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Eitaro Ishigaki, Nuns and Flappers, c.1925

Eitaro Ishigaki’s “The Nun and the Girl,” also exhibited at the Salons of America in 1925, depicts a flapper and a nun. Fellow artists have praised these works. “He is the one
who has really made a man of this exhibition, “The nun and the girl”, which everyone who comes to the show stops and looks at in silence, is a perfect example of the nun as a saintly figure and the modern flapper who lives a superficial life in pursuit of pleasure. The drawing is not overworked and the colors are clear, which is very good. The “Traffic Conundrum” is one of the best recent works I have seen in this category. There is not the slightest gap. The composition of the bus is very well done, including the green color of the bus and the neat arrangement of the figures. I think this is his best work to date. (Fujioka) When I asked him which of Ishigaki’s works he would like me to buy, he said, “Of course, I would choose “Traffic Conundrum” because the brushwork, coloring and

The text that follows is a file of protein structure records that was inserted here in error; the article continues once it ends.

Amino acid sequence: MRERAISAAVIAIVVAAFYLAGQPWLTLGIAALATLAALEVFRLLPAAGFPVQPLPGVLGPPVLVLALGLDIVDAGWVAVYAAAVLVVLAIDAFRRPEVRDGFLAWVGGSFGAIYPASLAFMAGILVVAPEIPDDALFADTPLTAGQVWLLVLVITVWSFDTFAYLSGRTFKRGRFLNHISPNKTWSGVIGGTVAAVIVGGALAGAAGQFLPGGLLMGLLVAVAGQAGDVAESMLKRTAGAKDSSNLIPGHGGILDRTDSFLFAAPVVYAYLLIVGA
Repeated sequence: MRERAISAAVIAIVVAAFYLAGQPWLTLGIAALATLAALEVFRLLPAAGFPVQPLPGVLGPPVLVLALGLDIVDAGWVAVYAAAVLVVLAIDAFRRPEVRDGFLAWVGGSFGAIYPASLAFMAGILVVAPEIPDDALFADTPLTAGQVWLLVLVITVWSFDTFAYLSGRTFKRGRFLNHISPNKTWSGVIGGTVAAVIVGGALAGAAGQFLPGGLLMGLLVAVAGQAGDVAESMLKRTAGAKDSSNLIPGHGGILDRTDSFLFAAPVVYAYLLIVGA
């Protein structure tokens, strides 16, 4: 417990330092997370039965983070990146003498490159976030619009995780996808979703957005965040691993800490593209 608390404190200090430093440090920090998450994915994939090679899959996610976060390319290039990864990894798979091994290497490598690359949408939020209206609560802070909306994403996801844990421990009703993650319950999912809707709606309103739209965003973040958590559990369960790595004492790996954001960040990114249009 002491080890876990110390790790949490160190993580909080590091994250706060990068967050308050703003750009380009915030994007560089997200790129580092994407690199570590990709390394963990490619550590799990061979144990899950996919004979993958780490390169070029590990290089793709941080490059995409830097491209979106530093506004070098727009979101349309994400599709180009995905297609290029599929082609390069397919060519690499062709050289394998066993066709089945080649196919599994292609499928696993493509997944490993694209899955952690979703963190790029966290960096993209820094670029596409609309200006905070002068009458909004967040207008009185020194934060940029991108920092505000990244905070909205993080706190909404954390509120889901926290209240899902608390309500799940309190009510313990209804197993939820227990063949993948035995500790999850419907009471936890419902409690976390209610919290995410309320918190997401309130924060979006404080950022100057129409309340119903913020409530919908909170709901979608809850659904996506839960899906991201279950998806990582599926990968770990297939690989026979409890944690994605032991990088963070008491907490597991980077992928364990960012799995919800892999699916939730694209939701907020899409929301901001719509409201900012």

drawing are all very refined which I found to be his work at first glance. (Watanabe)
This artist also uses the shifting of the crowd as his specialty. At least in my opinion, it is a very Japanese style painting. Perhaps it is because of the skillful curves and smooth brushstrokes. Although I have already completed “Traffic Conundrum,” I prefer “The Nun and the Girl” because its clear composition and rational tone of color show the magnitude of the work. I especially like the two nuns, who are very much in the mold.” (Shimizu) (“Art Exhibition Review,” New York Shimpo, February 26, 1927)